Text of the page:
‘He too had a reputation as a brutal figurehead, often decapitating any man who insulted him by not laughing at his jokes. Even the heads of his own men.’
Over the sounds of hissing, and through the clouds of steam could be heard the grumblings of a reputed nobleman. A man whom Lord Jariq recognised as Tamerlane Kantòs.
He claimed to be the long lost son of the late Lord Kantòs of Ashfael. The old capital of the eastern kingdom. His behaviour did indeed resemble that of a lord of Massaid, and his manner of speech and dress, and endless, and ever-expanding wealth did further satisfy the masses that he was of noble stock.
However, many thought otherwise; that he was a fraud. Notably his enemies in court. They believed that he could only be something else. For he always returned from journeys along the Rivers Bries or Satum, and extended ventures in Myrium, Artum and even Haven with a long train of riches in tow.
Subsequently, the kings and lords from the lands he visited often sent word that they had been robbed, or that their cities had been raided by pirates. Though such travesties usually preceded Tamerlane’s stay. So people were left to wonder where then the man would keep his plunder if truly he was guilty.
Among others, Lord Jariq was one of those convinced that Tamerlane was a criminal, and he was Tamerlane’s foremost adversary.
His chin was crooked and his nose was strong, and within his massive head, a scheming mind and a hundred thousand secrets. Though he wore a grey beard, he was still a young man. And his green eyes swirled afury, first when he was summoned to the public baths by Arloo’s crony, where he then saw the likes of Tamerlane; who was a further insult to his eyes.
Arloo was the leader of a criminal organisation in Satum known as the Seven Swords. The largest and deadliest gang in the city. Known for mutilating their enemies in such a way that their bodies were beyond recognition.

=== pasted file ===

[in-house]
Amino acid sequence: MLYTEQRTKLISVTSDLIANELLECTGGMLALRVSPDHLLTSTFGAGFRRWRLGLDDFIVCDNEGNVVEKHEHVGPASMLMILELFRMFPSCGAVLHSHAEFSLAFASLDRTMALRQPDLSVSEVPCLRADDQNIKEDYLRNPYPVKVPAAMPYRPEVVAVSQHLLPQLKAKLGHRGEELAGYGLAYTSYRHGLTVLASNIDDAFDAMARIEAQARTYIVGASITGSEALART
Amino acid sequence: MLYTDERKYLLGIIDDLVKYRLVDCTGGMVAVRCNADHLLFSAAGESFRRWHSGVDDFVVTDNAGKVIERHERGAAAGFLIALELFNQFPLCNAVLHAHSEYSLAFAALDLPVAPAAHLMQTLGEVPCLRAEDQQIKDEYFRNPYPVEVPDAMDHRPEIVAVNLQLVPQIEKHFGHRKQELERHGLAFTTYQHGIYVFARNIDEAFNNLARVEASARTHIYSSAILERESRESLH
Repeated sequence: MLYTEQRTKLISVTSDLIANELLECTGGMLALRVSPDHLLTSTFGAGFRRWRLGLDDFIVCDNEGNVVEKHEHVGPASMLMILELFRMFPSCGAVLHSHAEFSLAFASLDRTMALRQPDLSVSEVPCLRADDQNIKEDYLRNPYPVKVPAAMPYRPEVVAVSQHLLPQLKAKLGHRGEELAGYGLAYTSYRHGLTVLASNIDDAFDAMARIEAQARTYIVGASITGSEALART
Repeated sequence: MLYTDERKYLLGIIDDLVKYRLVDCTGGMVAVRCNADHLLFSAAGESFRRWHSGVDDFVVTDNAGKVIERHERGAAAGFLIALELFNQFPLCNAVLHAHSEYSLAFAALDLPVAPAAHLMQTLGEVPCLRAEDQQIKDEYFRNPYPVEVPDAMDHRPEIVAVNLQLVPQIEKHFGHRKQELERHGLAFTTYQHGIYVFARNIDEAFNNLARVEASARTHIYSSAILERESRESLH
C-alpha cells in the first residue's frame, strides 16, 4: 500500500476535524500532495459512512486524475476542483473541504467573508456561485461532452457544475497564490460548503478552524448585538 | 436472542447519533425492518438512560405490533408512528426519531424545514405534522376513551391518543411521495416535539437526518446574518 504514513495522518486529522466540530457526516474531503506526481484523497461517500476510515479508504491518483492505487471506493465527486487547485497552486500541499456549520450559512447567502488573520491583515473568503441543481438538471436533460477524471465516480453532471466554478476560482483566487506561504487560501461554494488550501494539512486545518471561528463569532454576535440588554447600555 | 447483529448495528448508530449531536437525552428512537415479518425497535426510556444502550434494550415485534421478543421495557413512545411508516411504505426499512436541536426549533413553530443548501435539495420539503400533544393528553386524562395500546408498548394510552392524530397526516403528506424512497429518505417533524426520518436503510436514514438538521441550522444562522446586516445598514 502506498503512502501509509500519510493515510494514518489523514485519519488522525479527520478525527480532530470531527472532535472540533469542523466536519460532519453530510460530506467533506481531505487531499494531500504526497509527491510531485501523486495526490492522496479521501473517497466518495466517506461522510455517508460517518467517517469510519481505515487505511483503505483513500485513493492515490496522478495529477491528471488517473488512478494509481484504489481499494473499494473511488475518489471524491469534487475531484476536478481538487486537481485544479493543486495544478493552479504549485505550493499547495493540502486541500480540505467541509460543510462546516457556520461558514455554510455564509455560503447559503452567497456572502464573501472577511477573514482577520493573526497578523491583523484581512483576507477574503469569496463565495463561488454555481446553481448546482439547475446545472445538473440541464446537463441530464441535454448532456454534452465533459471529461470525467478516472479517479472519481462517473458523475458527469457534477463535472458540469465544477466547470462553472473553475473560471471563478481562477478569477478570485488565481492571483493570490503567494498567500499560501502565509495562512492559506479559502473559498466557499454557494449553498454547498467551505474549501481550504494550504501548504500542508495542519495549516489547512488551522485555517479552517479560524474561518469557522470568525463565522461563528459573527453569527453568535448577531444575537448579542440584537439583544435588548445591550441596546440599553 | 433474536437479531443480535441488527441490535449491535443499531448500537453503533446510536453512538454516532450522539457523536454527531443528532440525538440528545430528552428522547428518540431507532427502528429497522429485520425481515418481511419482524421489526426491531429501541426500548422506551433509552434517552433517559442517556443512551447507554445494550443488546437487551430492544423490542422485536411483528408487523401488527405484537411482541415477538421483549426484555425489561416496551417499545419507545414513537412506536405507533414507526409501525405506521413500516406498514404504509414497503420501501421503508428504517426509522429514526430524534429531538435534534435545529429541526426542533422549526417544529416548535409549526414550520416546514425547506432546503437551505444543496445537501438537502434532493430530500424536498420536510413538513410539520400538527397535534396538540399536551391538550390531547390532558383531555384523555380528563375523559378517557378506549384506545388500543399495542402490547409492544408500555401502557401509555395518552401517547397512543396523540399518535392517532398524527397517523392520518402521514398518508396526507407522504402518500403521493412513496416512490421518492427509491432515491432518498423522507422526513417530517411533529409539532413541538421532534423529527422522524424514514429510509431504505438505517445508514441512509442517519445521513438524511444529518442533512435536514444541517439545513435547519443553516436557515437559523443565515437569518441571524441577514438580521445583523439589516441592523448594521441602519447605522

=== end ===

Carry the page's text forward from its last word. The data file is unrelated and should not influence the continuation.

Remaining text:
He too had a reputation as a brutal figurehead, often decapitating any man who insulted him by not laughing at his jokes. Even the heads of his own men. But with a fat face and a fat belly, Arloo was far from imposing.
Those cronies who had called on Jariq escorted him into the baths, where he met their boss. He was nude, and alone in the sauna, and sitting there peacefully, while his men and Jariq were fully clothed.
Slowly Arloo’s brown eyes widened, and his gross mouth formed a smile when he saw Lord Jariq.
“Ah,” said Arloo, and he bowed his head, “Lord Jariq. It’s a pleasure to meet you at last.”
“And you, Sir Arloo.”
“Do you know me, my Lord?”
“Only by reputation.”
“Well, I have many reputations. What exactly have you heard, if I may ask?”
Lord Jariq lied, “That you are a man of the people, and a very charitable one at that.”
Suddenly, for what Jariq assumed to be the umpteenth time Tamerlane’s laboured voice rang out, insisting that his captors had made a terrible mistake. “I’m telling you, you have the wrong man!”
Tamerlane lay on the soaking tiles, with his ankles and wrists bound together by the rope of his robes. And he looked as though he’d been beaten severely. So much so the Lord Jariq, a man who had never seen so much blood in his life, wondered how his enemy was still alive. Let alone conscious.